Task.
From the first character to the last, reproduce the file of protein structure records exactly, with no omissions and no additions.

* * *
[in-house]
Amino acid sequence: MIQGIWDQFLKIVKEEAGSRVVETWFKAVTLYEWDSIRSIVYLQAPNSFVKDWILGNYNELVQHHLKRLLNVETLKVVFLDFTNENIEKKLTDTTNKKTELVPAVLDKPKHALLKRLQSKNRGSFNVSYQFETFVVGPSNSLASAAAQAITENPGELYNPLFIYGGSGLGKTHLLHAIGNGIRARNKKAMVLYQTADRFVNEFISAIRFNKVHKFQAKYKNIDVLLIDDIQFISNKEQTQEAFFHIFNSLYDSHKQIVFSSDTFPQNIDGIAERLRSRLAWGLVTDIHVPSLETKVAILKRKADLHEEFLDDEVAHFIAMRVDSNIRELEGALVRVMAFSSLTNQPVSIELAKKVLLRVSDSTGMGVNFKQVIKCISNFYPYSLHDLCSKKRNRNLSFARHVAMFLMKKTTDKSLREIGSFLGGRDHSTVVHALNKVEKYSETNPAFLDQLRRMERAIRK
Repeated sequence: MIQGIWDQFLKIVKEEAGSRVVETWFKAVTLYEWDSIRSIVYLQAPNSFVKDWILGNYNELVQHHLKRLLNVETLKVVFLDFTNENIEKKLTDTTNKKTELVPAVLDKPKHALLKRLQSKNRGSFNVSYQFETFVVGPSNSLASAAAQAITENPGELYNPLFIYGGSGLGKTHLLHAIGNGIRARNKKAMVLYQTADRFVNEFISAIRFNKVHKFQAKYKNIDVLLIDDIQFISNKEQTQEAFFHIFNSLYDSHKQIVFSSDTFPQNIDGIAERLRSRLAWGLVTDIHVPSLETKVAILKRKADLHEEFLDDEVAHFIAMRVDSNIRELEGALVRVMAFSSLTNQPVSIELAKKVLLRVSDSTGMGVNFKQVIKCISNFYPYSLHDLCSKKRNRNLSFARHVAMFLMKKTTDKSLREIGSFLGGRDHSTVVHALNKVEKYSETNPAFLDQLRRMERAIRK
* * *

[in-house]
Amino acid sequence: MIQGIWDQFLKIVKEEAGSRVVETWFKAVTLYEWDSIRSIVYLQAPNSFVKDWILGNYNELVQHHLKRLLNVETLKVVFLDFTNENIEKKLTDTTNKKTELVPAVLDKPKHALLKRLQSKNRGSFNVSYQFETFVVGPSNSLASAAAQAITENPGELYNPLFIYGGSGLGKTHLLHAIGNGIRARNKKAMVLYQTADRFVNEFISAIRFNKVHKFQAKYKNIDVLLIDDIQFISNKEQTQEAFFHIFNSLYDSHKQIVFSSDTFPQNIDGIAERLRSRLAWGLVTDIHVPSLETKVAILKRKADLHEEFLDDEVAHFIAMRVDSNIRELEGALVRVMAFSSLTNQPVSIELAKKVLLRVSDSTGMGVNFKQVIKCISNFYPYSLHDLCSKKRNRNLSFARHVAMFLMKKTTDKSLREIGSFLGGRDHSTVVHALNKVEKYSETNPAFLDQLRRMERAIRK
Repeated sequence: MIQGIWDQFLKIVKEEAGSRVVETWFKAVTLYEWDSIRSIVYLQAPNSFVKDWILGNYNELVQHHLKRLLNVETLKVVFLDFTNENIEKKLTDTTNKKTELVPAVLDKPKHALLKRLQSKNRGSFNVSYQFETFVVGPSNSLASAAAQAITENPGELYNPLFIYGGSGLGKTHLLHAIGNGIRARNKKAMVLYQTADRFVNEFISAIRFNKVHKFQAKYKNIDVLLIDDIQFISNKEQTQEAFFHIFNSLYDSHKQIVFSSDTFPQNIDGIAERLRSRLAWGLVTDIHVPSLETKVAILKRKADLHEEFLDDEVAHFIAMRVDSNIRELEGALVRVMAFSSLTNQPVSIELAKKVLLRVSDSTGMGVNFKQVIKCISNFYPYSLHDLCSKKRNRNLSFARHVAMFLMKKTTDKSLREIGSFLGGRDHSTVVHALNKVEKYSETNPAFLDQLRRMERAIRK